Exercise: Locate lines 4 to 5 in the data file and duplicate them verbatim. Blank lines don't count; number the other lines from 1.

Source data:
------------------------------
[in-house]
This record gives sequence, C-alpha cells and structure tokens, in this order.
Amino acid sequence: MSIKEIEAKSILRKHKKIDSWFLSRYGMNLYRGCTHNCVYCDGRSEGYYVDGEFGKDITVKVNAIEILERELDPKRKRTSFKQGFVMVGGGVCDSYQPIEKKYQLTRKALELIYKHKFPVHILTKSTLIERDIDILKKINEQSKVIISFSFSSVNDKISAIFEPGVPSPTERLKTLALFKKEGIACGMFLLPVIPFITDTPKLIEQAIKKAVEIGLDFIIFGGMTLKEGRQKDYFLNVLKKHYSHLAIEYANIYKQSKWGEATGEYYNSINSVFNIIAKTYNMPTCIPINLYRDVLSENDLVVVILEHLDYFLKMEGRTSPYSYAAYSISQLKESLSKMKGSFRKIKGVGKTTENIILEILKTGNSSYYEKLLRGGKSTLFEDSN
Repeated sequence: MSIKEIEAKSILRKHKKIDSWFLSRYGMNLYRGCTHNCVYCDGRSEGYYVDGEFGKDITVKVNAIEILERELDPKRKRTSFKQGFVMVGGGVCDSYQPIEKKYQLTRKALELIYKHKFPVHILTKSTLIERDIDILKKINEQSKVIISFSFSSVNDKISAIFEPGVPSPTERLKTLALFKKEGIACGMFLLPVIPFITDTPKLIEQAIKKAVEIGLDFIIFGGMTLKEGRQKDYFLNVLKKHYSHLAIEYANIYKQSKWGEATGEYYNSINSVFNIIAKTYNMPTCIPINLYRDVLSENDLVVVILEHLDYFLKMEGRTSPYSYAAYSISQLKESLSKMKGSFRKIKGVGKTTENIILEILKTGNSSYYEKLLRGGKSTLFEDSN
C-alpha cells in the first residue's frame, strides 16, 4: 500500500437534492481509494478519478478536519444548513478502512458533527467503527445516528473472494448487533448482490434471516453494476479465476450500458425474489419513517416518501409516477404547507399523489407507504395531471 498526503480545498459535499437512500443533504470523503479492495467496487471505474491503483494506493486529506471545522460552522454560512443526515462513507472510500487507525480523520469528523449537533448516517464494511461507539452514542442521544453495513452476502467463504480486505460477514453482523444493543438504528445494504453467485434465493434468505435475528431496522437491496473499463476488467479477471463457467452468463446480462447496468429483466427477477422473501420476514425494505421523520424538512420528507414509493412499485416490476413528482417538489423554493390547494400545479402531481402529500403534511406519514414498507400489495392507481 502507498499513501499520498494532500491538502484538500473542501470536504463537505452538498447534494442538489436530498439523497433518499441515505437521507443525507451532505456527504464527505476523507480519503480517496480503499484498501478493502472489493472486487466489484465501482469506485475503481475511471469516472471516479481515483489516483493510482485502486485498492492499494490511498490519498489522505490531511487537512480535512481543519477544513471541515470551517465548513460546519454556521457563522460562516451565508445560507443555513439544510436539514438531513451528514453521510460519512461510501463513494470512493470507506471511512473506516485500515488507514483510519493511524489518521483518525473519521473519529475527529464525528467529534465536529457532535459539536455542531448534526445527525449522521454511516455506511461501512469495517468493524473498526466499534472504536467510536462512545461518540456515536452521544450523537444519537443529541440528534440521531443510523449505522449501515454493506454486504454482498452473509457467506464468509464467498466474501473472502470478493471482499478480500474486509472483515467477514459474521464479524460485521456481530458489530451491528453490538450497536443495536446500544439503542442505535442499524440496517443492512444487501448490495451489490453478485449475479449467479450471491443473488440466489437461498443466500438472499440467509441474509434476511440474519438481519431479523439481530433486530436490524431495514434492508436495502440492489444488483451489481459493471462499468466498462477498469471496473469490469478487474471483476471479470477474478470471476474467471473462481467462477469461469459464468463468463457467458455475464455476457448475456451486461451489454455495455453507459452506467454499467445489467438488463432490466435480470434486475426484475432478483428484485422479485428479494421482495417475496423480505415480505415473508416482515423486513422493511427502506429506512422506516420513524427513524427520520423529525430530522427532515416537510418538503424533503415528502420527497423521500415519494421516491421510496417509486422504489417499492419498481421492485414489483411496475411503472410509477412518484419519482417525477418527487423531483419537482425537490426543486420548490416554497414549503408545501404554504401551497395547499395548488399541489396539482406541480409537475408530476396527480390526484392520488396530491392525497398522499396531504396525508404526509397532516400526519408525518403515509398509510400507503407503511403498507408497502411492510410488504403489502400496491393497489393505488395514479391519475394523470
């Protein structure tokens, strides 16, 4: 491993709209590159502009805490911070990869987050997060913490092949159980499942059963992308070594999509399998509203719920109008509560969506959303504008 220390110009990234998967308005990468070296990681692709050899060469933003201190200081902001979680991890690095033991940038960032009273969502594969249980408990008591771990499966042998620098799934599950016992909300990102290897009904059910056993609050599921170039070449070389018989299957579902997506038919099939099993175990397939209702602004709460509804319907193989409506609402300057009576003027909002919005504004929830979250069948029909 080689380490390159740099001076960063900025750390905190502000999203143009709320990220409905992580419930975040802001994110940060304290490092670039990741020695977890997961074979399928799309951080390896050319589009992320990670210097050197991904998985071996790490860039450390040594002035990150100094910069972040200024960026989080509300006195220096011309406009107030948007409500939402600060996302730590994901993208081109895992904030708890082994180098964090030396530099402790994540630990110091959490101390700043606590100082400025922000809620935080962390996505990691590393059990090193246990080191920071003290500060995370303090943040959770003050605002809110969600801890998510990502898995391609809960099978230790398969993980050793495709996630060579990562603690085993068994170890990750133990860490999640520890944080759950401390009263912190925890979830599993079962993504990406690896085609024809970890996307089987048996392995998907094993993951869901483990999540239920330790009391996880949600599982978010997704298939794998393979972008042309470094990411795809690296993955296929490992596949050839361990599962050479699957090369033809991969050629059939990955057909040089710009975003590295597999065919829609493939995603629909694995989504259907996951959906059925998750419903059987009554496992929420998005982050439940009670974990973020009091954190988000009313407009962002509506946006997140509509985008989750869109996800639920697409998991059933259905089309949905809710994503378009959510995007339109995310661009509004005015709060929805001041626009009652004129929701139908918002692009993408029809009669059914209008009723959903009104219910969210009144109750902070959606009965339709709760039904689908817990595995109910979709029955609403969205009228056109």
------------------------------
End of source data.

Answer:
Repeated sequence: MSIKEIEAKSILRKHKKIDSWFLSRYGMNLYRGCTHNCVYCDGRSEGYYVDGEFGKDITVKVNAIEILERELDPKRKRTSFKQGFVMVGGGVCDSYQPIEKKYQLTRKALELIYKHKFPVHILTKSTLIERDIDILKKINEQSKVIISFSFSSVNDKISAIFEPGVPSPTERLKTLALFKKEGIACGMFLLPVIPFITDTPKLIEQAIKKAVEIGLDFIIFGGMTLKEGRQKDYFLNVLKKHYSHLAIEYANIYKQSKWGEATGEYYNSINSVFNIIAKTYNMPTCIPINLYRDVLSENDLVVVILEHLDYFLKMEGRTSPYSYAAYSISQLKESLSKMKGSFRKIKGVGKTTENIILEILKTGNSSYYEKLLRGGKSTLFEDSN
C-alpha cells in the first residue's frame, strides 16, 4: 500500500437534492481509494478519478478536519444548513478502512458533527467503527445516528473472494448487533448482490434471516453494476479465476450500458425474489419513517416518501409516477404547507399523489407507504395531471 498526503480545498459535499437512500443533504470523503479492495467496487471505474491503483494506493486529506471545522460552522454560512443526515462513507472510500487507525480523520469528523449537533448516517464494511461507539452514542442521544453495513452476502467463504480486505460477514453482523444493543438504528445494504453467485434465493434468505435475528431496522437491496473499463476488467479477471463457467452468463446480462447496468429483466427477477422473501420476514425494505421523520424538512420528507414509493412499485416490476413528482417538489423554493390547494400545479402531481402529500403534511406519514414498507400489495392507481 502507498499513501499520498494532500491538502484538500473542501470536504463537505452538498447534494442538489436530498439523497433518499441515505437521507443525507451532505456527504464527505476523507480519503480517496480503499484498501478493502472489493472486487466489484465501482469506485475503481475511471469516472471516479481515483489516483493510482485502486485498492492499494490511498490519498489522505490531511487537512480535512481543519477544513471541515470551517465548513460546519454556521457563522460562516451565508445560507443555513439544510436539514438531513451528514453521510460519512461510501463513494470512493470507506471511512473506516485500515488507514483510519493511524489518521483518525473519521473519529475527529464525528467529534465536529457532535459539536455542531448534526445527525449522521454511516455506511461501512469495517468493524473498526466499534472504536467510536462512545461518540456515536452521544450523537444519537443529541440528534440521531443510523449505522449501515454493506454486504454482498452473509457467506464468509464467498466474501473472502470478493471482499478480500474486509472483515467477514459474521464479524460485521456481530458489530451491528453490538450497536443495536446500544439503542442505535442499524440496517443492512444487501448490495451489490453478485449475479449467479450471491443473488440466489437461498443466500438472499440467509441474509434476511440474519438481519431479523439481530433486530436490524431495514434492508436495502440492489444488483451489481459493471462499468466498462477498469471496473469490469478487474471483476471479470477474478470471476474467471473462481467462477469461469459464468463468463457467458455475464455476457448475456451486461451489454455495455453507459452506467454499467445489467438488463432490466435480470434486475426484475432478483428484485422479485428479494421482495417475496423480505415480505415473508416482515423486513422493511427502506429506512422506516420513524427513524427520520423529525430530522427532515416537510418538503424533503415528502420527497423521500415519494421516491421510496417509486422504489417499492419498481421492485414489483411496475411503472410509477412518484419519482417525477418527487423531483419537482425537490426543486420548490416554497414549503408545501404554504401551497395547499395548488399541489396539482406541480409537475408530476396527480390526484392520488396530491392525497398522499396531504396525508404526509397532516400526519408525518403515509398509510400507503407503511403498507408497502411492510410488504403489502400496491393497489393505488395514479391519475394523470